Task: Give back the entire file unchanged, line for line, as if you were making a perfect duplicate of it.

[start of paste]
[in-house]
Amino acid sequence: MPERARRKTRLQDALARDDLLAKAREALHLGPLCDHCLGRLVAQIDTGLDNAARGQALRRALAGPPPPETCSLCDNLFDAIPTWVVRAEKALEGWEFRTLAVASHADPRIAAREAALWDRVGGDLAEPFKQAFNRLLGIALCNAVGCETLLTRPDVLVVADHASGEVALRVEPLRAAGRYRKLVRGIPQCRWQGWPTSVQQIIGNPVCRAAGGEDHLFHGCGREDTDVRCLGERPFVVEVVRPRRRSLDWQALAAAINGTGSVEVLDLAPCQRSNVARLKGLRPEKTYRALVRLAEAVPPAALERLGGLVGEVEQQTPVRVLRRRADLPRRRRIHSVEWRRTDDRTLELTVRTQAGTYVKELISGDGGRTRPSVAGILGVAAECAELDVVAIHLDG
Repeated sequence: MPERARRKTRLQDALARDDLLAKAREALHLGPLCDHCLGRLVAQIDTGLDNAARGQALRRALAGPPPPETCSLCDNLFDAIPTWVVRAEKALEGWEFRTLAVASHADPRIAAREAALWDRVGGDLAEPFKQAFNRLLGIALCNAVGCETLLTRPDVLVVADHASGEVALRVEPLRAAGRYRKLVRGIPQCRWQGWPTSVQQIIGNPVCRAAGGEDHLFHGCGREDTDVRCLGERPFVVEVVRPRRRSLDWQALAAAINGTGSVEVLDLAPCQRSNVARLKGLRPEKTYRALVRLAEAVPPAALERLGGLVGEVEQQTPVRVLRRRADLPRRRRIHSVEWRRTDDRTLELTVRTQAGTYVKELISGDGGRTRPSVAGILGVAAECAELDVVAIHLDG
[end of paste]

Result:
[in-house]
Amino acid sequence: MPERARRKTRLQDALARDDLLAKAREALHLGPLCDHCLGRLVAQIDTGLDNAARGQALRRALAGPPPPETCSLCDNLFDAIPTWVVRAEKALEGWEFRTLAVASHADPRIAAREAALWDRVGGDLAEPFKQAFNRLLGIALCNAVGCETLLTRPDVLVVADHASGEVALRVEPLRAAGRYRKLVRGIPQCRWQGWPTSVQQIIGNPVCRAAGGEDHLFHGCGREDTDVRCLGERPFVVEVVRPRRRSLDWQALAAAINGTGSVEVLDLAPCQRSNVARLKGLRPEKTYRALVRLAEAVPPAALERLGGLVGEVEQQTPVRVLRRRADLPRRRRIHSVEWRRTDDRTLELTVRTQAGTYVKELISGDGGRTRPSVAGILGVAAECAELDVVAIHLDG
Repeated sequence: MPERARRKTRLQDALARDDLLAKAREALHLGPLCDHCLGRLVAQIDTGLDNAARGQALRRALAGPPPPETCSLCDNLFDAIPTWVVRAEKALEGWEFRTLAVASHADPRIAAREAALWDRVGGDLAEPFKQAFNRLLGIALCNAVGCETLLTRPDVLVVADHASGEVALRVEPLRAAGRYRKLVRGIPQCRWQGWPTSVQQIIGNPVCRAAGGEDHLFHGCGREDTDVRCLGERPFVVEVVRPRRRSLDWQALAAAINGTGSVEVLDLAPCQRSNVARLKGLRPEKTYRALVRLAEAVPPAALERLGGLVGEVEQQTPVRVLRRRADLPRRRRIHSVEWRRTDDRTLELTVRTQAGTYVKELISGDGGRTRPSVAGILGVAAECAELDVVAIHLDG